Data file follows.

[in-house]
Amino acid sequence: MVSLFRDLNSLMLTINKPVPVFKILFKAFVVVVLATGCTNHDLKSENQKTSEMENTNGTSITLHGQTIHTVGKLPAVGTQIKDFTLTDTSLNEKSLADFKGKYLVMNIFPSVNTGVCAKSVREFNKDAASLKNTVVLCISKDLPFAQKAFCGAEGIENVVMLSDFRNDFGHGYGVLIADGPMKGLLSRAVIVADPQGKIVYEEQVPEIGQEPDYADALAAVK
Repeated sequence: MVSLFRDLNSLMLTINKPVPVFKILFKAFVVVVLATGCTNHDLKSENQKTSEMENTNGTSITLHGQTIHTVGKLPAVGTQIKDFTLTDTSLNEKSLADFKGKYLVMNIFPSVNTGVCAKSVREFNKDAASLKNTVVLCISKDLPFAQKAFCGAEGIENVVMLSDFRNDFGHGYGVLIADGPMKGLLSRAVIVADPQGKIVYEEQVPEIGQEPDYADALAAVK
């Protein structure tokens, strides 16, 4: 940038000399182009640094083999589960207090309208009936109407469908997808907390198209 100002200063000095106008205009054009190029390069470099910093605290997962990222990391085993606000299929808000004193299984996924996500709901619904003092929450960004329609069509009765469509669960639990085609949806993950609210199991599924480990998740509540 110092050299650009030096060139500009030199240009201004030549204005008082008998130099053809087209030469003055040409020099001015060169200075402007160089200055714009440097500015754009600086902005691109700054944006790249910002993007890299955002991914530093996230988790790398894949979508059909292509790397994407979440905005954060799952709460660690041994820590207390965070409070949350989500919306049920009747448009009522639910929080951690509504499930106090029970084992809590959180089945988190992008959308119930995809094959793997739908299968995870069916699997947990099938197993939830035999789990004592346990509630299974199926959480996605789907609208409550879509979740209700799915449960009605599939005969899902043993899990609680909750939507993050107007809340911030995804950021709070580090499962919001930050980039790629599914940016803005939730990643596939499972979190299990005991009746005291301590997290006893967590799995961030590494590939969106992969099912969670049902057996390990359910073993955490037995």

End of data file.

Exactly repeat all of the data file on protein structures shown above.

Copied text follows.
[in-house]
Amino acid sequence: MVSLFRDLNSLMLTINKPVPVFKILFKAFVVVVLATGCTNHDLKSENQKTSEMENTNGTSITLHGQTIHTVGKLPAVGTQIKDFTLTDTSLNEKSLADFKGKYLVMNIFPSVNTGVCAKSVREFNKDAASLKNTVVLCISKDLPFAQKAFCGAEGIENVVMLSDFRNDFGHGYGVLIADGPMKGLLSRAVIVADPQGKIVYEEQVPEIGQEPDYADALAAVK
Repeated sequence: MVSLFRDLNSLMLTINKPVPVFKILFKAFVVVVLATGCTNHDLKSENQKTSEMENTNGTSITLHGQTIHTVGKLPAVGTQIKDFTLTDTSLNEKSLADFKGKYLVMNIFPSVNTGVCAKSVREFNKDAASLKNTVVLCISKDLPFAQKAFCGAEGIENVVMLSDFRNDFGHGYGVLIADGPMKGLLSRAVIVADPQGKIVYEEQVPEIGQEPDYADALAAVK
């Protein structure tokens, strides 16, 4: 940038000399182009640094083999589960207090309208009936109407469908997808907390198209 100002200063000095106008205009054009190029390069470099910093605290997962990222990391085993606000299929808000004193299984996924996500709901619904003092929450960004329609069509009765469509669960639990085609949806993950609210199991599924480990998740509540 110092050299650009030096060139500009030199240009201004030549204005008082008998130099053809087209030469003055040409020099001015060169200075402007160089200055714009440097500015754009600086902005691109700054944006790249910002993007890299955002991914530093996230988790790398894949979508059909292509790397994407979440905005954060799952709460660690041994820590207390965070409070949350989500919306049920009747448009009522639910929080951690509504499930106090029970084992809590959180089945988190992008959308119930995809094959793997739908299968995870069916699997947990099938197993939830035999789990004592346990509630299974199926959480996605789907609208409550879509979740209700799915449960009605599939005969899902043993899990609680909750939507993050107007809340911030995804950021709070580090499962919001930050980039790629599914940016803005939730990643596939499972979190299990005991009746005291301590997290006893967590799995961030590494590939969106992969099912969670049902057996390990359910073993955490037995």